[Originally published in Movietone News 35, September 1974]
I saw a sneak preview of The Abdication on Friday, August 9; when the title, unaccompanied by any credits or similar words of explanation or orientation, hit the screen, a ripple of laughter moved through the audience as they took their reference from the day’s headlines. It wasn’t the last unintentional laugh Anthony Harvey’s colossally miscalculated chamber epic drew that evening. Admittedly a two-character play involving the self-deposed Queen Christina of Sweden and the Vatican prelate, Cardinal Azzolini, assigned to decide her worthiness to be embraced by Mother (or Father) Church didn’t sound like the most auspicious pretext for a film, and tricking up that claustrophobic core with pedantically “imaginative” cuts and dissolves to stylized memory-visions of incidents in the ex-queen’s past—itself a pretty stylized procession of events—has only undercut whatever personal and ideological majesty the confrontation might have had. Indeed, no one connected with The Abdication seems to have had a very clear grasp of the ideology involved and, worse still, of how they felt about that ideology.
At first The Abdication appears to be a women’s-lib exemplum from an unexpected quarter (the historical costume film), what with Liv Ullmann striding brazenly about the Vatican in pants and shirt accompanied by a male dwarf, putting self-important men to rout with robes flapping and eyelashes flicking, and saucily refusing to accept—or even take seriously—the celibate churchmen’s endeavors to pin a sexist rap on her as a notorious libertine. Although other cardinals bestir themselves in the corridors hatching dark political plots and cross-plots (beside them the stick figures of Preminger’s trashy The Cardinal look like rounded characters), the primary focus of Christina’s consciousness-raising becomes Azzolini (Peter Finch), and the prospect of a clandestine marriage of true minds looms in the fog of Geoffrey Unsworth’s filters. But about the time one settles down and agrees to accept the fortuitous availability of two such hip contemporary types in 16th-century Rome, the whole show lurches irretrievably into ludicrousness, as Christina recounts comedies of psychopathology from her past and Azzolini tries to suppress his own rising interest in her case by invoking the immutable laws of the Church.
Perhaps playwright Ruth Woolf, adapting her own work, is as much at fault as Harvey, but it’s his failures of judgment and perspective that are so readily observable up there on the screen. For instance, Christina recounts to Azzolini the time she became aware that her best girlfriend and best boyfriend were lovers. Herself a virgin, she pleaded with the girl to let her watch from behind a drapery as the young fellow visited her. After protesting that the young queen should find out what it’s like in the most direct fashion, the girlfriend acceded and Christina watched. As Harvey directs the memory scene, it’s sophomoric black comedy sub–Lion in Winter (which was his too, of course), with the stud yanking down the girl’s nightie in caveman fashion (but no further than a caveman mindful of a PG rating would yank it), the girl flashing a quick glance at Christina in the alcove before being tipped onto the edge of the bed, and the camera leaving them to probe through the shadows toward Christina’s teary eyes. A gargle of self-abandon on the soundtrack may be intended to invoke the women’s-lib theme: Christina refuses to surrender herself—her self—to any man; but the sneaky-peekery is the stuff of farce, and as Ullmann plays the scene we are led to believe that Christina is appalled less by the potential loss of self than by the mechanics of copulation: she seems to be thinking, “So that‘s what people do!” and any audience is to be forgiven if they volubly demonstrate their impatience with her ignorance on that point.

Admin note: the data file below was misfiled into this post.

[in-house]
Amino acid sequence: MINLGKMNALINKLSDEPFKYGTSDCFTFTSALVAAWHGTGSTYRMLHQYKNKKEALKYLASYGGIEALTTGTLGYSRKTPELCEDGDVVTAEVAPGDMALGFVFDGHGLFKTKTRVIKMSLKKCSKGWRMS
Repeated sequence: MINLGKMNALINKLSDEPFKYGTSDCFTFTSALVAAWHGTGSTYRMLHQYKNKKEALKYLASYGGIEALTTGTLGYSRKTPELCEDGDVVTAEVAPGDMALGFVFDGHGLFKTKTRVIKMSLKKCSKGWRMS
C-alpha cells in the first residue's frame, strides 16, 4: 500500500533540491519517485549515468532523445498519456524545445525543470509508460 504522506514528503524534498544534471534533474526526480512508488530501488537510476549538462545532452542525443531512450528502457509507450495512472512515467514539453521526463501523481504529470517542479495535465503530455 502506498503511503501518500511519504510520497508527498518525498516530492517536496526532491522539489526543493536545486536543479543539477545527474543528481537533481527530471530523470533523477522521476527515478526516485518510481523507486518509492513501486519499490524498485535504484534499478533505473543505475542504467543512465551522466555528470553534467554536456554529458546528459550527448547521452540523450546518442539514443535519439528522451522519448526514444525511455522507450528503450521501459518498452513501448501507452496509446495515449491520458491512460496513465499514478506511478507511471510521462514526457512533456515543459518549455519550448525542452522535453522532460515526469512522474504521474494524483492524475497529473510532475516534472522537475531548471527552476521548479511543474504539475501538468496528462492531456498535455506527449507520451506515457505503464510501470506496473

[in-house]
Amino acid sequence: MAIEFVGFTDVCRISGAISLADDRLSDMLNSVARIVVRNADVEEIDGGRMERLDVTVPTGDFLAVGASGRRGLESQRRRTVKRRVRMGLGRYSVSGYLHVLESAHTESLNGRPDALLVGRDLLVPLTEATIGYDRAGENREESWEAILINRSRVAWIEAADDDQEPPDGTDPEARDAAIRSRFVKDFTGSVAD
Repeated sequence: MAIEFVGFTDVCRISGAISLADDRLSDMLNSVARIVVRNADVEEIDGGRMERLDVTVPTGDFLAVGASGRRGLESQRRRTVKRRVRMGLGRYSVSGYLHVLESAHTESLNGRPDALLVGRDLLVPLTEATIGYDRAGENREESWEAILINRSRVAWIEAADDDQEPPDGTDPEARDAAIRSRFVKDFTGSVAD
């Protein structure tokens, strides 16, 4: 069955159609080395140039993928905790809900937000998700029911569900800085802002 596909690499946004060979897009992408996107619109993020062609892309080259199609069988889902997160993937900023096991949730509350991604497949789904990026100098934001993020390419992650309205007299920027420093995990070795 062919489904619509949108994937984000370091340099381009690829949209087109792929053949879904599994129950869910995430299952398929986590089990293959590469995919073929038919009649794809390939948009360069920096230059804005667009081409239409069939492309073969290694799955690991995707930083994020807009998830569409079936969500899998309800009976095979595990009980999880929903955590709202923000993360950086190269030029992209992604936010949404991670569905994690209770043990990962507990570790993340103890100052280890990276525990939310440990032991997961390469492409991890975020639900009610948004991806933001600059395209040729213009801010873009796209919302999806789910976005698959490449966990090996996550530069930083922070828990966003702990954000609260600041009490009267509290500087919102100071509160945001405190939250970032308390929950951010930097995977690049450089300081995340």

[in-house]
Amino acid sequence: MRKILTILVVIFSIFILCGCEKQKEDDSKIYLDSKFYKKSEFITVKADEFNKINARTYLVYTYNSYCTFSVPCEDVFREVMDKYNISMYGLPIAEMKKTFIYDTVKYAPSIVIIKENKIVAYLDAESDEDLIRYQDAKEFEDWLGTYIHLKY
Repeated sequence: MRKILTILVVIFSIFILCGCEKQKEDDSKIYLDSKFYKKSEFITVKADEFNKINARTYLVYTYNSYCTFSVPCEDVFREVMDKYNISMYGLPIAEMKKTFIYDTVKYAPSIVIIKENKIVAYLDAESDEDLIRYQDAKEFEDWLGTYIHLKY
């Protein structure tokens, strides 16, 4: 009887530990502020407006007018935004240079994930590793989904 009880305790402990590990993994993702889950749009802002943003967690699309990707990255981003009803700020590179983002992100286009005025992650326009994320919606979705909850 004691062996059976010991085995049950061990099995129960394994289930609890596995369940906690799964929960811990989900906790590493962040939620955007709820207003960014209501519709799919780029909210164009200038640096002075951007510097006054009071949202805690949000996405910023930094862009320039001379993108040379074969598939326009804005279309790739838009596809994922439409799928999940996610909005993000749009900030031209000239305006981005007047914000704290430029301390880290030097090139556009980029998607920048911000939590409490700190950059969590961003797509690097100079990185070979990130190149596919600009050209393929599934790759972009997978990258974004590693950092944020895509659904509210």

Cardinal Azzolini fares little better because the imperatives he lives by are not regarded as imperatives by many members of the film’s audiences, and Harvey is too cute to stand still and either permit Azzolini the dignity of his anachronistic creed or employ Christina more decisively as an assault on that creed. Both Liv Ullmann and Peter Finch do interesting work in various scenes, but they are left cruelly undefended by Harvey’s failure of focus. Harvey himself, when he isn’t trying to remake Lion in Winter, seems to be setting himself up as a new Fritz Lang, so conspicuous is his endeavor to convey his narrative by means of—and perhaps subordinate the characterizations to—architecture and camera angle. When Christina achieves her purpose at film’s end—reception by the Pope at the expense of sacrificing her budding relationship with Azzolini—her hollow victory is figured not in her walking up the Vatican stairs toward the Pope’s chambers, but rather in the camera’s describing that ascension until freezeframing halfway there. That could have been a nice and expressive device, but the hundred and one laborious compositions that precede it have, by then, too decisively demonstrated that the director has no real feeling for the technique at all—demonstrated, indeed, that it is just a technique to him and not the essential means of expressing a vision. The Abdication is the kind of total mistake that results when a filmmaker tries to substitute artiness for conviction. That part’s simple enough. The only mystery connected with the film is why a talented and intelligent actress like Ullmann keeps picking such violently inadequate English-language directors to work with (Milton Katselas, Charles Jarrott, Michael Anderson, Anthony Harvey…).
Direction: Anthony Harvey. Screenplay: Ruth Wolff, after her play. Cinematography: Geoffrey Unsworth. Music: Nino Rota.
The Players: Liv Ullmann, Peter Finch, Paul Rogers, Cyril Cusack, Graham Crowden.
Copyright © 1974 by Richard T. Jameson